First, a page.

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Properties and Uses of Low-Temperature Solder Alloys – (Part 2)

Category:
  • Indium Alloy
  • Indium
  • Gallium

  • If you missed the first part of this series, you can find it here.

    Low-temperature alloys have unique properties that can be designed into interesting applications (which we plan on discussing later in this series). We are lucky to have such a large set of available melting points across the range of these alloys. If you need a plug or fusible link to melt at a certain temperature (like a sprinkler head for example), there are many alloys available. Some of the solidus points below the melting point of traditional Sn/Pb solder (at 183°C) are:

    7°C,11°C, 16°C, 30°C, 38°C, 47°C, 54°C, 57°C, 58°C, 60°C, 61°C, 62°C, 70°C, 71°C, 72°C, 73°C, 75°C, 77°C, 78°C, 79°C, 80°C, 81°C, 83°C, 87°C, 90°C, 92°C, 93°C, 95°C, 96°C, 98°C, 100°C, 102°C, 103°C, 104°C, 108°C, 109°C, 117°C, 118°C, 120°C, 121°C, 122°C, 123°C, 124°C, 125°C, 128°C, 130°C, 131°C, 132°C, 134°C, 135°C, 138°C, 139°C, 140°C, 143°C, 145°C, 146°C, 149°C, 150°C, 152°C, 153°C, 154°C, 157°C, 160°C, 165°C, 166°C, 170°C, 173°C, 174°C, 175°C, 177°C, 178°C, 179°C, and 181°C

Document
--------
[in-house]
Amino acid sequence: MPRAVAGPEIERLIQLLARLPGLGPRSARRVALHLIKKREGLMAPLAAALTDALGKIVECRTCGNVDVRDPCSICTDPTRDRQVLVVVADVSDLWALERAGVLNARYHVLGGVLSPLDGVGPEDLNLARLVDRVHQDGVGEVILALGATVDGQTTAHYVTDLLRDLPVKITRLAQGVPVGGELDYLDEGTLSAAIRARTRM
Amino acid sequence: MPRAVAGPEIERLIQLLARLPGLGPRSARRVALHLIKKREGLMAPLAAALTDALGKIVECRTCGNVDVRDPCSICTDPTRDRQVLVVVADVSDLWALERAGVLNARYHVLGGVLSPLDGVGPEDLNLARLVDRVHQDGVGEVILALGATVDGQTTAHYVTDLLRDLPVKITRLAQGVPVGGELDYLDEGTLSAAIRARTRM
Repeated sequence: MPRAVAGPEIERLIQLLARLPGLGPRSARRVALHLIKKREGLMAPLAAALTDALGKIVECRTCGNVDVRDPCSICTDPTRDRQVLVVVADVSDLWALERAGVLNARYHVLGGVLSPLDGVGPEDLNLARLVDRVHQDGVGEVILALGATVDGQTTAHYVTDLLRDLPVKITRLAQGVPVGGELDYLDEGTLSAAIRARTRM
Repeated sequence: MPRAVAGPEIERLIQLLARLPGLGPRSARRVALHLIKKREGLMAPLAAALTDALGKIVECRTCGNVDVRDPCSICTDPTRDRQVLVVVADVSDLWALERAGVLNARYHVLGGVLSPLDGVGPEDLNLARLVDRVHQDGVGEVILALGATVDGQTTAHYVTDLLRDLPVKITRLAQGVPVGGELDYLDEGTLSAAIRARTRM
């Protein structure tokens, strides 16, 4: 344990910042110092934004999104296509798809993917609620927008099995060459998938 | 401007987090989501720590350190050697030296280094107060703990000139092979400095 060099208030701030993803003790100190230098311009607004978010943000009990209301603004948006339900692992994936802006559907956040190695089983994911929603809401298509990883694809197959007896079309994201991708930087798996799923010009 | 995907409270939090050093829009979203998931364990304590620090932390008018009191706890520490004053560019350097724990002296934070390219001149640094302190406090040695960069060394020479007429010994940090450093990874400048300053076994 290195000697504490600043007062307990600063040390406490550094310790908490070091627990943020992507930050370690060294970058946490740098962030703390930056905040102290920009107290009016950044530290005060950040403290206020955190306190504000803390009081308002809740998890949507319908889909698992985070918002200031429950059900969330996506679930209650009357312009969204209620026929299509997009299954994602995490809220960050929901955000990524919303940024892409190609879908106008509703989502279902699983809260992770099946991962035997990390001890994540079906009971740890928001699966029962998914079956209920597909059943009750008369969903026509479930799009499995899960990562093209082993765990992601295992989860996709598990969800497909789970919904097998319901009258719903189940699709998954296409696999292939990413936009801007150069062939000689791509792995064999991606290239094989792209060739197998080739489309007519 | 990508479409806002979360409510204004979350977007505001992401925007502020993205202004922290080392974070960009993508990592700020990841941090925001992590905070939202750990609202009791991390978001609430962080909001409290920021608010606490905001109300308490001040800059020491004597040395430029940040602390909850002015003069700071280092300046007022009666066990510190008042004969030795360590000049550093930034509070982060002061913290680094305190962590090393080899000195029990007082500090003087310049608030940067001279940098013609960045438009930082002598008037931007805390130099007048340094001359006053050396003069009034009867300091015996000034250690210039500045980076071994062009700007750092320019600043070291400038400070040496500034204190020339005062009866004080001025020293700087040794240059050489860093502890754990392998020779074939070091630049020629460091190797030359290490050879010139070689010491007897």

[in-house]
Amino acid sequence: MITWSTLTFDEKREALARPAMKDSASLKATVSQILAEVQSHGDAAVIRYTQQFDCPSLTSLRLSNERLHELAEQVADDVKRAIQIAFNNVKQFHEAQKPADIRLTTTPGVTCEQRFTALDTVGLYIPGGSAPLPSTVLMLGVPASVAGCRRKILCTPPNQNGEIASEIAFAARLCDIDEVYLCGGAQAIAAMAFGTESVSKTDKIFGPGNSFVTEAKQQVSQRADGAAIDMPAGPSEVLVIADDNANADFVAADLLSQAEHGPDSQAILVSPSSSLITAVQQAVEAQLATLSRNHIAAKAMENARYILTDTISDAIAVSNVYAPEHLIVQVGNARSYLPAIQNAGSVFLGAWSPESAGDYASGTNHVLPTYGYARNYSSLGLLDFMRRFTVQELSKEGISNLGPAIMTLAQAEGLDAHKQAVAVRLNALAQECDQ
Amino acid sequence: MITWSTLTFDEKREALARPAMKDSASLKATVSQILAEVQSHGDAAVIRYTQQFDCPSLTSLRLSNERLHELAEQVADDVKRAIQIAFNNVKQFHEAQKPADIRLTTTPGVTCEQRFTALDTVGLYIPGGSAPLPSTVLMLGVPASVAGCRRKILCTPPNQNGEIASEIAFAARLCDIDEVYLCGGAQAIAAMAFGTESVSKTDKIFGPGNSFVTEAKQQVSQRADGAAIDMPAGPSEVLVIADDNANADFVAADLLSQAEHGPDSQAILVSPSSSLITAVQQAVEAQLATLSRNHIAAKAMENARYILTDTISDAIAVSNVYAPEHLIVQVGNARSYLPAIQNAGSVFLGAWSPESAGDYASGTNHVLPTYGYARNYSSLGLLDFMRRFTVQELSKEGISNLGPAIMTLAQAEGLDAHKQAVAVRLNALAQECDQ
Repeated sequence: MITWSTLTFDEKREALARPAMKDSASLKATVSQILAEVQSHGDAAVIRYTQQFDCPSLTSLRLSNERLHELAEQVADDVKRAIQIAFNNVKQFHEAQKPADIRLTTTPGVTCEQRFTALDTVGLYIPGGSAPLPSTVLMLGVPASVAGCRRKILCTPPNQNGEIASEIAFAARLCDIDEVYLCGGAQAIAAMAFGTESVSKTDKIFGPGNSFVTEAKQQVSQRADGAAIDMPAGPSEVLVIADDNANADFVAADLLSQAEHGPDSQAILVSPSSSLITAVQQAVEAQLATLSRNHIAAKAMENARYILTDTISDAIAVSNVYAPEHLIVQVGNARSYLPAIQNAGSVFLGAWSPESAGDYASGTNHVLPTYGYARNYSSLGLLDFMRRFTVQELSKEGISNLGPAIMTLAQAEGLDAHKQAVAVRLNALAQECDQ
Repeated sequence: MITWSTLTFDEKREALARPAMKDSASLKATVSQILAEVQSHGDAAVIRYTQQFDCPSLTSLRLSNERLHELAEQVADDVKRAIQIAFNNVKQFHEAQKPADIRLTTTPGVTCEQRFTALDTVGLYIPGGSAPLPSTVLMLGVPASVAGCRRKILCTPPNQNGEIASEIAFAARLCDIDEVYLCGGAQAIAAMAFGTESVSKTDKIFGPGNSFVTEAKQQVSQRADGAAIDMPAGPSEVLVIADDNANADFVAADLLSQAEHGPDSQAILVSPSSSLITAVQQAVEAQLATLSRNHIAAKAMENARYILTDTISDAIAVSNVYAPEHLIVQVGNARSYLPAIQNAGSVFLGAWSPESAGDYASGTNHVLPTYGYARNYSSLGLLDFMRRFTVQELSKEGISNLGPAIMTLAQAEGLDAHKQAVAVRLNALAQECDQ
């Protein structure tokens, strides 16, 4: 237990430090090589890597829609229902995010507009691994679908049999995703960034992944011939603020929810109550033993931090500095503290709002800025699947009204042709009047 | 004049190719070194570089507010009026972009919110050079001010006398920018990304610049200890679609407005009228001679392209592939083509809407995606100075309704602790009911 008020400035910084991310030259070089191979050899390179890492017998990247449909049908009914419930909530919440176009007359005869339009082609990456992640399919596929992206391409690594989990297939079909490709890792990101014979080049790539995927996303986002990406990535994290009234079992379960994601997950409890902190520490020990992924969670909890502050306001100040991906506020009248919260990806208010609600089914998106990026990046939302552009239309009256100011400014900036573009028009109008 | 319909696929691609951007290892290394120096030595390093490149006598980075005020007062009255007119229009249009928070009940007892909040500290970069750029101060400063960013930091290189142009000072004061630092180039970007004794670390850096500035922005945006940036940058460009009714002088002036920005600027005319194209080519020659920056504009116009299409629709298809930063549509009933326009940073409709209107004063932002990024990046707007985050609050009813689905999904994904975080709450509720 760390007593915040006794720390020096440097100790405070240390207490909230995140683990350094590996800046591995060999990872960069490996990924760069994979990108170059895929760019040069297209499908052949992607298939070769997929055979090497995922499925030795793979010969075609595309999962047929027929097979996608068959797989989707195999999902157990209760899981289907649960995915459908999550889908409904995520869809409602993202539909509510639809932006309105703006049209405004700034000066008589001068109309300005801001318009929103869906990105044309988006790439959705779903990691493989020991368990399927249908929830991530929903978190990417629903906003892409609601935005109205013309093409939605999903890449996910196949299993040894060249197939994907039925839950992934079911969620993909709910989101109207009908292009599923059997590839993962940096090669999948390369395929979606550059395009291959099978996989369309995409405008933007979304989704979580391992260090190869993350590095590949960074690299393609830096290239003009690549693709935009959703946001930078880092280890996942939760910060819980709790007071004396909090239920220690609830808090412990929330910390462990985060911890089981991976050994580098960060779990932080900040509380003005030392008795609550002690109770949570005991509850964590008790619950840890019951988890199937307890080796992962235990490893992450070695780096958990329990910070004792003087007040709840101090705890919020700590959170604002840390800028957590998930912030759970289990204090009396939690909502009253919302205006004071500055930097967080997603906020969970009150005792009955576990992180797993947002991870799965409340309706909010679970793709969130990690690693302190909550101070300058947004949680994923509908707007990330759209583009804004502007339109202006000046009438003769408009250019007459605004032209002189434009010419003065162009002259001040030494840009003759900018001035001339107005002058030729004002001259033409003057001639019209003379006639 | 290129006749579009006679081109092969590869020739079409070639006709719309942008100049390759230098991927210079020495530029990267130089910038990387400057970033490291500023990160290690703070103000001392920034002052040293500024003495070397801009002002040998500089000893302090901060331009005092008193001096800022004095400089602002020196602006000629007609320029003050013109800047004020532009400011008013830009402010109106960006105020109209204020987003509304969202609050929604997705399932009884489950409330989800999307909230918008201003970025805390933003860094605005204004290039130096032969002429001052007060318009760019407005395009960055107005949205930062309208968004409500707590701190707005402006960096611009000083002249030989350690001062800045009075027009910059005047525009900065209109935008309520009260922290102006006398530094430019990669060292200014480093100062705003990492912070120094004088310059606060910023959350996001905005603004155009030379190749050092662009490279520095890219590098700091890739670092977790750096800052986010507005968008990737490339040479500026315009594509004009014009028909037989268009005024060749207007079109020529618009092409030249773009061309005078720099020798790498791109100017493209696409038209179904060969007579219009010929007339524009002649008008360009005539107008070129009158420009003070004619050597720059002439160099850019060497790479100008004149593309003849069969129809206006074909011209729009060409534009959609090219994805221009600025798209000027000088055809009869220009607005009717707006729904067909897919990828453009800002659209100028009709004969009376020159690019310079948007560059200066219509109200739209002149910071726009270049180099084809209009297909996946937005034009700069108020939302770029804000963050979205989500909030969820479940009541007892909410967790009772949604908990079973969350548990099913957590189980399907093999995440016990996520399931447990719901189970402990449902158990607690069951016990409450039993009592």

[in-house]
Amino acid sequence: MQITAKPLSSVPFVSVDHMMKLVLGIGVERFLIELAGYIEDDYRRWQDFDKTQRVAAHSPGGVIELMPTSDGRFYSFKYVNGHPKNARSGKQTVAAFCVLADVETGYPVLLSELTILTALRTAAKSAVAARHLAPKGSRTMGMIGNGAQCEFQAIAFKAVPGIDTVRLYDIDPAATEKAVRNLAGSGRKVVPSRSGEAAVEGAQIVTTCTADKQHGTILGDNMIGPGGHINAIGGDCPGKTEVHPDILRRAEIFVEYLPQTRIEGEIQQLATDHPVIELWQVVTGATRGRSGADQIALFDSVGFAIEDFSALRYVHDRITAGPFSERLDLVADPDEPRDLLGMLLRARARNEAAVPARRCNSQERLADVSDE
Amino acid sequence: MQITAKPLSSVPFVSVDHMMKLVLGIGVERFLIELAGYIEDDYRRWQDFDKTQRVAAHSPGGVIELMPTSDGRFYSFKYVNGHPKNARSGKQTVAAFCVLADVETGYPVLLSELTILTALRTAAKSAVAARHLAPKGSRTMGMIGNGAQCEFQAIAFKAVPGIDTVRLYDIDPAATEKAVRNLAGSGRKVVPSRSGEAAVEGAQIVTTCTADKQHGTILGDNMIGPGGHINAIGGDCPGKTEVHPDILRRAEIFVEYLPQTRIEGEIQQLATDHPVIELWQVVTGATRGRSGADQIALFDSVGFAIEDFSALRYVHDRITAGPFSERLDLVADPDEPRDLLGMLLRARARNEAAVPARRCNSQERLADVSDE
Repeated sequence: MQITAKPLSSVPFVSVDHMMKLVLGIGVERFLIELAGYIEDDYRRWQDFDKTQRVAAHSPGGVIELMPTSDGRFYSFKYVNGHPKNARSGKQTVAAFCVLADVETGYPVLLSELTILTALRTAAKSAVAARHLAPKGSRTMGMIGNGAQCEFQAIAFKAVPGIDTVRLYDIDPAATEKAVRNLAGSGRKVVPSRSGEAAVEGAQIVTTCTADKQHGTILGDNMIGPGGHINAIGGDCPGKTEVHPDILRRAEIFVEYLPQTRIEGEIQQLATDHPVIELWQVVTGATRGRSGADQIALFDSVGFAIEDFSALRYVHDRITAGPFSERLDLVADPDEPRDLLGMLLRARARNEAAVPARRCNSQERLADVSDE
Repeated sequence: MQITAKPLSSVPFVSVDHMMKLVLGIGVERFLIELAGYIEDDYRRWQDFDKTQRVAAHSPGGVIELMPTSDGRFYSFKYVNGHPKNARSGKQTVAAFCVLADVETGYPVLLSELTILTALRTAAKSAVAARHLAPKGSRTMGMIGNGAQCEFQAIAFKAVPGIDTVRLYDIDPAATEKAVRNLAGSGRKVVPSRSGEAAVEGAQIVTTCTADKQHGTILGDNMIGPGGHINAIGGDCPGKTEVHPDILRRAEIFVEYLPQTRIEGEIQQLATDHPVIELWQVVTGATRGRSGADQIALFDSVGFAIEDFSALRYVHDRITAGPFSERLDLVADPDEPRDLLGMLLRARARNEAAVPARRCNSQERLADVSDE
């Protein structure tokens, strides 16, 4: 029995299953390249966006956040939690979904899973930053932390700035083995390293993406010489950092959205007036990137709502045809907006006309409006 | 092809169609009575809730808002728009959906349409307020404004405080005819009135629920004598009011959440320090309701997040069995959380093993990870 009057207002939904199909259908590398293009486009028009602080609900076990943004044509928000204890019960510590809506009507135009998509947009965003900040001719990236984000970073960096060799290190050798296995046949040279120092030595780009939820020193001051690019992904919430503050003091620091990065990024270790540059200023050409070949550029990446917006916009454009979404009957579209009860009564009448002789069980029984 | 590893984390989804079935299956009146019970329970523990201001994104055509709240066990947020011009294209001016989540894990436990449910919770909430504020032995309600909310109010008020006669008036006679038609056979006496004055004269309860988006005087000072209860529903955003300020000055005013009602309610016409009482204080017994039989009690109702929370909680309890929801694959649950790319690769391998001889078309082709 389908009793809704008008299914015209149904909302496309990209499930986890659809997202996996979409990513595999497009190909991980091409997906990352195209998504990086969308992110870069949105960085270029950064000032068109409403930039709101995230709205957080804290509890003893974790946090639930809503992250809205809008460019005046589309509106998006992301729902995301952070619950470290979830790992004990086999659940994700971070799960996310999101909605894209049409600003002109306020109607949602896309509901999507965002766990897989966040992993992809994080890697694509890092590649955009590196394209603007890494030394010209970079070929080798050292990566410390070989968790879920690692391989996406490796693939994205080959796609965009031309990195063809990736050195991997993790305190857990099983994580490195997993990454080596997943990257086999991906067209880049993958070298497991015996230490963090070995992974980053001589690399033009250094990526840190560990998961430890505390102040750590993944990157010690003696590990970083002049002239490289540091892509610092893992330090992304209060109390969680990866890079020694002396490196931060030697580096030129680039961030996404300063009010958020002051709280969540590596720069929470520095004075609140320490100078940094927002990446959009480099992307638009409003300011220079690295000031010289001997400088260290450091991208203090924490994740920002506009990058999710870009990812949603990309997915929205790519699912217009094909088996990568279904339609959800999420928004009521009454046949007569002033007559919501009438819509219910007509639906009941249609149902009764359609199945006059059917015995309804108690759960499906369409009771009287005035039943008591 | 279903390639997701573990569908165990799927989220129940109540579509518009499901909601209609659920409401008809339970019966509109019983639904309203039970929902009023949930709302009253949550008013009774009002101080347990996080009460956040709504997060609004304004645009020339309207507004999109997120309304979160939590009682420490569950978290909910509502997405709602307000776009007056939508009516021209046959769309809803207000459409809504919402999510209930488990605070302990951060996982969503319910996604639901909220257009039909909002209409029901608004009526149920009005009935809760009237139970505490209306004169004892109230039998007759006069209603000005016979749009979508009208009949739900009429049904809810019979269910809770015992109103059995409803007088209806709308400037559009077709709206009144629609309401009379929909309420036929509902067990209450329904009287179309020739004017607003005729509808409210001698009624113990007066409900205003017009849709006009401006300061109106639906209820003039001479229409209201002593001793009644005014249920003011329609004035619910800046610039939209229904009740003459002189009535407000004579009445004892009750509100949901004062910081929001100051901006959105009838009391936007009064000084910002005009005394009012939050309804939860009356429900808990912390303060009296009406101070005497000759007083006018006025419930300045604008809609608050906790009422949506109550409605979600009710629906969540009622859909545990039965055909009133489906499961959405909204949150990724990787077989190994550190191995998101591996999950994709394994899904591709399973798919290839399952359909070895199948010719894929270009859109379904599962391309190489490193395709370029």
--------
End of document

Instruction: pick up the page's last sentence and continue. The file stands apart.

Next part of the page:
You may actually find it more difficult to develop a soldering application requiring a melting point that isn’t available already! To help with the selection of the perfect alloy, we have developed this solder alloy selector guide.

    Be sure to check back soon when we discuss the unique expansion characteristics of these alloys.